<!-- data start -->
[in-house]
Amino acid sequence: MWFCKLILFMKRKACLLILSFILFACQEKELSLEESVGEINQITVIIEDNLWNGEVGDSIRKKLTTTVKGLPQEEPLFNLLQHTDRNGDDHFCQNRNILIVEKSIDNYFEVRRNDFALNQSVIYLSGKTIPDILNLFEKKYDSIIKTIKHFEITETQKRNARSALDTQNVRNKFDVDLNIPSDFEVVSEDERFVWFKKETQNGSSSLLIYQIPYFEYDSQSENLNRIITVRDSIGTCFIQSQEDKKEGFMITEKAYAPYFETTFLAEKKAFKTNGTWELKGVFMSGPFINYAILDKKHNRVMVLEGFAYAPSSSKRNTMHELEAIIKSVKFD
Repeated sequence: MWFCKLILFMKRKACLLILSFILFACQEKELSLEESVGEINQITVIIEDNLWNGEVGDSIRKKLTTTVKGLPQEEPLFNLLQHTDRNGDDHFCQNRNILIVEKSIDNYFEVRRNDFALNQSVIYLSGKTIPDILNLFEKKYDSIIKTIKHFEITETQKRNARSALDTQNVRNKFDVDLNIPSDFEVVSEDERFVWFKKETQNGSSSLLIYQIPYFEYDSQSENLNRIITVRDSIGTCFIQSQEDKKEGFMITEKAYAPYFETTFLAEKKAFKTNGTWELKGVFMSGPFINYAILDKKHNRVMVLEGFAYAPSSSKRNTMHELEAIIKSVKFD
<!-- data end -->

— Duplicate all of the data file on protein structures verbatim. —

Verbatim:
[in-house]
Amino acid sequence: MWFCKLILFMKRKACLLILSFILFACQEKELSLEESVGEINQITVIIEDNLWNGEVGDSIRKKLTTTVKGLPQEEPLFNLLQHTDRNGDDHFCQNRNILIVEKSIDNYFEVRRNDFALNQSVIYLSGKTIPDILNLFEKKYDSIIKTIKHFEITETQKRNARSALDTQNVRNKFDVDLNIPSDFEVVSEDERFVWFKKETQNGSSSLLIYQIPYFEYDSQSENLNRIITVRDSIGTCFIQSQEDKKEGFMITEKAYAPYFETTFLAEKKAFKTNGTWELKGVFMSGPFINYAILDKKHNRVMVLEGFAYAPSSSKRNTMHELEAIIKSVKFD
Repeated sequence: MWFCKLILFMKRKACLLILSFILFACQEKELSLEESVGEINQITVIIEDNLWNGEVGDSIRKKLTTTVKGLPQEEPLFNLLQHTDRNGDDHFCQNRNILIVEKSIDNYFEVRRNDFALNQSVIYLSGKTIPDILNLFEKKYDSIIKTIKHFEITETQKRNARSALDTQNVRNKFDVDLNIPSDFEVVSEDERFVWFKKETQNGSSSLLIYQIPYFEYDSQSENLNRIITVRDSIGTCFIQSQEDKKEGFMITEKAYAPYFETTFLAEKKAFKTNGTWELKGVFMSGPFINYAILDKKHNRVMVLEGFAYAPSSSKRNTMHELEAIIKSVKFD